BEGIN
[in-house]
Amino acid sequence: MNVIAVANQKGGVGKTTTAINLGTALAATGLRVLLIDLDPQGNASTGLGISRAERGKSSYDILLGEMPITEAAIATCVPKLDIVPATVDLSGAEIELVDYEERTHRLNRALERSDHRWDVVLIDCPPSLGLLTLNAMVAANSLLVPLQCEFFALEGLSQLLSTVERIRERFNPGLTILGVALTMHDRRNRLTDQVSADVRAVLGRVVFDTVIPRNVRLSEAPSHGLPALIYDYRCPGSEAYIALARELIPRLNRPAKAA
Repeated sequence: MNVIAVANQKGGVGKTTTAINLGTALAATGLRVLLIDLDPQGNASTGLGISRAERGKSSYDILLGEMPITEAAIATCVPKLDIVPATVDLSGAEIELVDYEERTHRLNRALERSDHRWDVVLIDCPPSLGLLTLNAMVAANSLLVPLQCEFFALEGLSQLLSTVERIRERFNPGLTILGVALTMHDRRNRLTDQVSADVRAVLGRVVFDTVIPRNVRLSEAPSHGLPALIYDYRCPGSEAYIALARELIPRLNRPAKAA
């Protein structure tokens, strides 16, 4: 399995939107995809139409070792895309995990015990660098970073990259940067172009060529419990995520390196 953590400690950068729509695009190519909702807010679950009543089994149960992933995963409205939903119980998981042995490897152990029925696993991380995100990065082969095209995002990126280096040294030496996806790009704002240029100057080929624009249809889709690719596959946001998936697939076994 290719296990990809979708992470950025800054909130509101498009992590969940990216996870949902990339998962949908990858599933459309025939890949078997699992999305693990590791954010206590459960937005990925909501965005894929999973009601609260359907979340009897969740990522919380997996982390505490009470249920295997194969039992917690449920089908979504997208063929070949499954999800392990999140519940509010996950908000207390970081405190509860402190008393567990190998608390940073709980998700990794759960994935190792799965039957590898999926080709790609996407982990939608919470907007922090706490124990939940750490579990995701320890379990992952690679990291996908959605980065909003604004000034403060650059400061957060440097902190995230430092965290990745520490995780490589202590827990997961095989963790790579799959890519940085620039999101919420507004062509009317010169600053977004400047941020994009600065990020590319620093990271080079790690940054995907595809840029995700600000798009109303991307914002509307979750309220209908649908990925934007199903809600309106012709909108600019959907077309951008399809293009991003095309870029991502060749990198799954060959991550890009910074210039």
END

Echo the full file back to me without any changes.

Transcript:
[in-house]
Amino acid sequence: MNVIAVANQKGGVGKTTTAINLGTALAATGLRVLLIDLDPQGNASTGLGISRAERGKSSYDILLGEMPITEAAIATCVPKLDIVPATVDLSGAEIELVDYEERTHRLNRALERSDHRWDVVLIDCPPSLGLLTLNAMVAANSLLVPLQCEFFALEGLSQLLSTVERIRERFNPGLTILGVALTMHDRRNRLTDQVSADVRAVLGRVVFDTVIPRNVRLSEAPSHGLPALIYDYRCPGSEAYIALARELIPRLNRPAKAA
Repeated sequence: MNVIAVANQKGGVGKTTTAINLGTALAATGLRVLLIDLDPQGNASTGLGISRAERGKSSYDILLGEMPITEAAIATCVPKLDIVPATVDLSGAEIELVDYEERTHRLNRALERSDHRWDVVLIDCPPSLGLLTLNAMVAANSLLVPLQCEFFALEGLSQLLSTVERIRERFNPGLTILGVALTMHDRRNRLTDQVSADVRAVLGRVVFDTVIPRNVRLSEAPSHGLPALIYDYRCPGSEAYIALARELIPRLNRPAKAA
């Protein structure tokens, strides 16, 4: 399995939107995809139409070792895309995990015990660098970073990259940067172009060529419990995520390196 953590400690950068729509695009190519909702807010679950009543089994149960992933995963409205939903119980998981042995490897152990029925696993991380995100990065082969095209995002990126280096040294030496996806790009704002240029100057080929624009249809889709690719596959946001998936697939076994 290719296990990809979708992470950025800054909130509101498009992590969940990216996870949902990339998962949908990858599933459309025939890949078997699992999305693990590791954010206590459960937005990925909501965005894929999973009601609260359907979340009897969740990522919380997996982390505490009470249920295997194969039992917690449920089908979504997208063929070949499954999800392990999140519940509010996950908000207390970081405190509860402190008393567990190998608390940073709980998700990794759960994935190792799965039957590898999926080709790609996407982990939608919470907007922090706490124990939940750490579990995701320890379990992952690679990291996908959605980065909003604004000034403060650059400061957060440097902190995230430092965290990745520490995780490589202590827990997961095989963790790579799959890519940085620039999101919420507004062509009317010169600053977004400047941020994009600065990020590319620093990271080079790690940054995907595809840029995700600000798009109303991307914002509307979750309220209908649908990925934007199903809600309106012709909108600019959907077309951008399809293009991003095309870029991502060749990198799954060959991550890009910074210039």